The search for a new Microsoft CEO is almost over and it seems highly likely the board will announce this week that Steve Ballmer will be succeeded in the top job by Satya Nadella.
Who? Most of the businesses world will never have heard of Satya Nadella, unlike the two other rumoured shortlisted candidates: Alan Mulally of Ford and Steven Elop of Nokia. As an ex-Ford CEO, Alan Mulally would have brought a fresh perspective on some of the strategic choices Microsoft needs to make soon, but as Microsoft has a strong track record of outsiders having short tenures, it would have been a risky approach. The appointment of Steven Elop would also have had some risk, given the politicisation of his short period at Nokia, as an ex-Microsoft employee.
So it’s possible that a degree of risk-aversion has crept into the thinking of the Microsoft appointments committee in appearing to settle on Satya Nadella. He’s a Microsoft insider, serving the company for twenty two years in a number of roles. Most recently and significantly, Mr Nadella has been the head of Microsoft’s cloud computing, and the server and tools divisions. Those divisions are the most important aspects of the long term future for Microsoft, as use of desktop computing declines, and the cash cow which is Microsoft Office on the desktop begins to look a little old fashioned. Mr Nadella has been central in establishing Microsoft’s growing advantage in the key developer and business customer sectors.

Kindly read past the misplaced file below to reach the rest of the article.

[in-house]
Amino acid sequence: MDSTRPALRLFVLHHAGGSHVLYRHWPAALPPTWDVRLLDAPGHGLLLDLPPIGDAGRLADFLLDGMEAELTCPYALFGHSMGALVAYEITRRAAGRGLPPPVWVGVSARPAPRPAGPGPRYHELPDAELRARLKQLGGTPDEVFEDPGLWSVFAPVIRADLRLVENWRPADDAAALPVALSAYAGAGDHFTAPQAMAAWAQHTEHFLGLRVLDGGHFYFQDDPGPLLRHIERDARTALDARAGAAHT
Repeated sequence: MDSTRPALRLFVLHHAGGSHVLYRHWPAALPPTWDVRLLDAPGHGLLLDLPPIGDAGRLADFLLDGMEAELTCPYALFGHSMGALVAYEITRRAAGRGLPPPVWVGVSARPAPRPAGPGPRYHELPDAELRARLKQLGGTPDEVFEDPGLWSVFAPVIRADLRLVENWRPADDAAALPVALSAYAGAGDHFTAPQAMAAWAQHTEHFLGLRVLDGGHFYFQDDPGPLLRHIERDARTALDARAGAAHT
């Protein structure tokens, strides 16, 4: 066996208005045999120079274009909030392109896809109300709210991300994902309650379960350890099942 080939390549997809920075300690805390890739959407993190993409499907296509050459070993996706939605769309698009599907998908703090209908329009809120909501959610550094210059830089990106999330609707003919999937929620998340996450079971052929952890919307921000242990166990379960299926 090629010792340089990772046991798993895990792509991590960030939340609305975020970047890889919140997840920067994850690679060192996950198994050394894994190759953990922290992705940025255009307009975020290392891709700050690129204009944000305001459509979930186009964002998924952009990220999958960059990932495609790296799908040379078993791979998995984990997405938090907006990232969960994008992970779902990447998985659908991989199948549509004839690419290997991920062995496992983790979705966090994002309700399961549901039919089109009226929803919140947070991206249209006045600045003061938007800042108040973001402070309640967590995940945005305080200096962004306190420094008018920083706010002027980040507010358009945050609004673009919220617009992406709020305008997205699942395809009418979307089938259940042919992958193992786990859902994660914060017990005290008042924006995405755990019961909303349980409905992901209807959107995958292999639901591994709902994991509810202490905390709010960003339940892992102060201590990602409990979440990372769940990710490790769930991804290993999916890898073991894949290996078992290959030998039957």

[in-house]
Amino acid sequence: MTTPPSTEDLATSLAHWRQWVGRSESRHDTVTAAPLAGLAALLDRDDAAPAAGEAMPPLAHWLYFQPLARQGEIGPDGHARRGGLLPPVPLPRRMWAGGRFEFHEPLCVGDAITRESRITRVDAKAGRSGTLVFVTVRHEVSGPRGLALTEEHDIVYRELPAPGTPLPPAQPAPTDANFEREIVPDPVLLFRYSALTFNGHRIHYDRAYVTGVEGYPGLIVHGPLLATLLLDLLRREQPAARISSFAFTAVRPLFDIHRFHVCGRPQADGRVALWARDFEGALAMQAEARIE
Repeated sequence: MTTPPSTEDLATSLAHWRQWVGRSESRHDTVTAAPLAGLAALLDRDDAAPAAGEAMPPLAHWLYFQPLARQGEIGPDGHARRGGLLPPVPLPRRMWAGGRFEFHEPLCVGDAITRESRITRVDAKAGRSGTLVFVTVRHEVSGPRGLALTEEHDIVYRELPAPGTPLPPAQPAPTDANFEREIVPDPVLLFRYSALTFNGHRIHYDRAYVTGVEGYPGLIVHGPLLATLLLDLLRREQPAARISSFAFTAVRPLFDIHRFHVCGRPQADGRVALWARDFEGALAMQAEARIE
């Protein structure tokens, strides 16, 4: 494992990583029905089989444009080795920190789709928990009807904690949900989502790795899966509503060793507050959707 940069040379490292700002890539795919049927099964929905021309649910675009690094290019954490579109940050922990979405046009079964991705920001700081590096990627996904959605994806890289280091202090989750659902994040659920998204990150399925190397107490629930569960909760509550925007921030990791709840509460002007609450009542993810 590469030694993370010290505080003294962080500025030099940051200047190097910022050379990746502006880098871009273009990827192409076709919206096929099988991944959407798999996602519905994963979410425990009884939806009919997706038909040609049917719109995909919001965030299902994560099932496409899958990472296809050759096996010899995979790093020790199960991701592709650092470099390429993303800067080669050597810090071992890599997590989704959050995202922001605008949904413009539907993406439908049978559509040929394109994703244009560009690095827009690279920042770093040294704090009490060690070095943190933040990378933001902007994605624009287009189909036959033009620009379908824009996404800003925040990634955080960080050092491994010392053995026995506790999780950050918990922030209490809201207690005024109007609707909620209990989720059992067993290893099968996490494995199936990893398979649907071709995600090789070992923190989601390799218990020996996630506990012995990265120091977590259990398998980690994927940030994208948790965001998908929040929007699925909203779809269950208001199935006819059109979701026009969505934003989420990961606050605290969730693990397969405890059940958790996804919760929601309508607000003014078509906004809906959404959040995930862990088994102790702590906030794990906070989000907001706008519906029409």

But is this choice a little too safe? For the thirty eight years of its history, Microsoft has always been a fast-following innovator rather than breaking much new ground. That approach served the company well in the boom years of regular PC replacements with accompanying new versions of Windows. More recently, sluggish adoption of new versions of Windows such as Windows 8, and the fragmentation of use of computing devices have made the future for Microsoft not quite as predictable as it once was. Perhaps now is the time for bigger, bolder steps rather than more polished versions of the same.
Sixty six percent of Microsoft’s profits are earned from the business divisions. Focussing on the rapidly changing needs of business customers is the most important target for the new CEO. Anything else is a distraction. So please, Mr. Nadella, get rid of Xbox, Bing and the other consumer divisions. Your competitors are better at them, and they will distract you from what your company is best at: business software.